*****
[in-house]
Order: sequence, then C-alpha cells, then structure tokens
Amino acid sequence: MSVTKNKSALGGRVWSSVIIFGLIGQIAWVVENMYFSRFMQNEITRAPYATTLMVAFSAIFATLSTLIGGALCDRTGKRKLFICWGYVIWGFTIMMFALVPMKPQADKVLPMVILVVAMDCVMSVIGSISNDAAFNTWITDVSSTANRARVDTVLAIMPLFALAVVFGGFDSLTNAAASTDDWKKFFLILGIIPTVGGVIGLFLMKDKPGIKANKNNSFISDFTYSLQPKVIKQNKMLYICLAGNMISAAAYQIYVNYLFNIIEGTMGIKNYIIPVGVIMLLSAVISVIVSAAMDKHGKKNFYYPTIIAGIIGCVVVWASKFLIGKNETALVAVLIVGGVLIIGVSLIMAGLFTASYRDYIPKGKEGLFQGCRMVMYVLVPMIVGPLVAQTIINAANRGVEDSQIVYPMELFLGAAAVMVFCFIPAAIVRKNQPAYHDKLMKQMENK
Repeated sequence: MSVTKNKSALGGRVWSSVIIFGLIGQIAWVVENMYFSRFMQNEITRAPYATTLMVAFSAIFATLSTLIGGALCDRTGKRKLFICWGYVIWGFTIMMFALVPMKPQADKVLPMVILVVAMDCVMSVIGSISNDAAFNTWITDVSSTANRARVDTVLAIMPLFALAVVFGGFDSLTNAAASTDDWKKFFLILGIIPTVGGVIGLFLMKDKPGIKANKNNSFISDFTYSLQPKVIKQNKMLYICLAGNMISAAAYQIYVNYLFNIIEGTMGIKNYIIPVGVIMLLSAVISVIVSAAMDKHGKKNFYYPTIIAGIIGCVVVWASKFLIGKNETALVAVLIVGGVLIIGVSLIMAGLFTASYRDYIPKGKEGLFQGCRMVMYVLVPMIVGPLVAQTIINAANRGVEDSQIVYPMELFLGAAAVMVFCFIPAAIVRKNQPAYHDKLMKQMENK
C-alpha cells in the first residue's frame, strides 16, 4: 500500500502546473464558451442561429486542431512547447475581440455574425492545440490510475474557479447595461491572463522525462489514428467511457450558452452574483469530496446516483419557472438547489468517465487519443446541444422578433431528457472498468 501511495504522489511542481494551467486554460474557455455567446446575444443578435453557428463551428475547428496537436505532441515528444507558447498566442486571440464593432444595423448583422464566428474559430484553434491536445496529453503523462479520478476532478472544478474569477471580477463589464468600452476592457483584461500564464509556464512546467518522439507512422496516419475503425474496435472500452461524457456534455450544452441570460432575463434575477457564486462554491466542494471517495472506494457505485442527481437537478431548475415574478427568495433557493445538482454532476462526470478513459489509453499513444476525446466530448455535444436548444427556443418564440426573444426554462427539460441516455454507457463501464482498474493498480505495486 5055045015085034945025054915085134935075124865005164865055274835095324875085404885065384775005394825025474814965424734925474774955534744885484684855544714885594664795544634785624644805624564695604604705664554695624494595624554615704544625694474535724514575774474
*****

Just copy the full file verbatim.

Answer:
[in-house]
Order: sequence, then C-alpha cells, then structure tokens
Amino acid sequence: MSVTKNKSALGGRVWSSVIIFGLIGQIAWVVENMYFSRFMQNEITRAPYATTLMVAFSAIFATLSTLIGGALCDRTGKRKLFICWGYVIWGFTIMMFALVPMKPQADKVLPMVILVVAMDCVMSVIGSISNDAAFNTWITDVSSTANRARVDTVLAIMPLFALAVVFGGFDSLTNAAASTDDWKKFFLILGIIPTVGGVIGLFLMKDKPGIKANKNNSFISDFTYSLQPKVIKQNKMLYICLAGNMISAAAYQIYVNYLFNIIEGTMGIKNYIIPVGVIMLLSAVISVIVSAAMDKHGKKNFYYPTIIAGIIGCVVVWASKFLIGKNETALVAVLIVGGVLIIGVSLIMAGLFTASYRDYIPKGKEGLFQGCRMVMYVLVPMIVGPLVAQTIINAANRGVEDSQIVYPMELFLGAAAVMVFCFIPAAIVRKNQPAYHDKLMKQMENK
Repeated sequence: MSVTKNKSALGGRVWSSVIIFGLIGQIAWVVENMYFSRFMQNEITRAPYATTLMVAFSAIFATLSTLIGGALCDRTGKRKLFICWGYVIWGFTIMMFALVPMKPQADKVLPMVILVVAMDCVMSVIGSISNDAAFNTWITDVSSTANRARVDTVLAIMPLFALAVVFGGFDSLTNAAASTDDWKKFFLILGIIPTVGGVIGLFLMKDKPGIKANKNNSFISDFTYSLQPKVIKQNKMLYICLAGNMISAAAYQIYVNYLFNIIEGTMGIKNYIIPVGVIMLLSAVISVIVSAAMDKHGKKNFYYPTIIAGIIGCVVVWASKFLIGKNETALVAVLIVGGVLIIGVSLIMAGLFTASYRDYIPKGKEGLFQGCRMVMYVLVPMIVGPLVAQTIINAANRGVEDSQIVYPMELFLGAAAVMVFCFIPAAIVRKNQPAYHDKLMKQMENK
C-alpha cells in the first residue's frame, strides 16, 4: 500500500502546473464558451442561429486542431512547447475581440455574425492545440490510475474557479447595461491572463522525462489514428467511457450558452452574483469530496446516483419557472438547489468517465487519443446541444422578433431528457472498468 501511495504522489511542481494551467486554460474557455455567446446575444443578435453557428463551428475547428496537436505532441515528444507558447498566442486571440464593432444595423448583422464566428474559430484553434491536445496529453503523462479520478476532478472544478474569477471580477463589464468600452476592457483584461500564464509556464512546467518522439507512422496516419475503425474496435472500452461524457456534455450544452441570460432575463434575477457564486462554491466542494471517495472506494457505485442527481437537478431548475415574478427568495433557493445538482454532476462526470478513459489509453499513444476525446466530448455535444436548444427556443418564440426573444426554462427539460441516455454507457463501464482498474493498480505495486 5055045015085034945025054915085134935075124865005164865055274835095324875085404885065384775005394825025474814965424734925474774955534744885484684855544714885594664795544634785624644805624564695604604705664554695624494595624554615704544625694474535724514575774474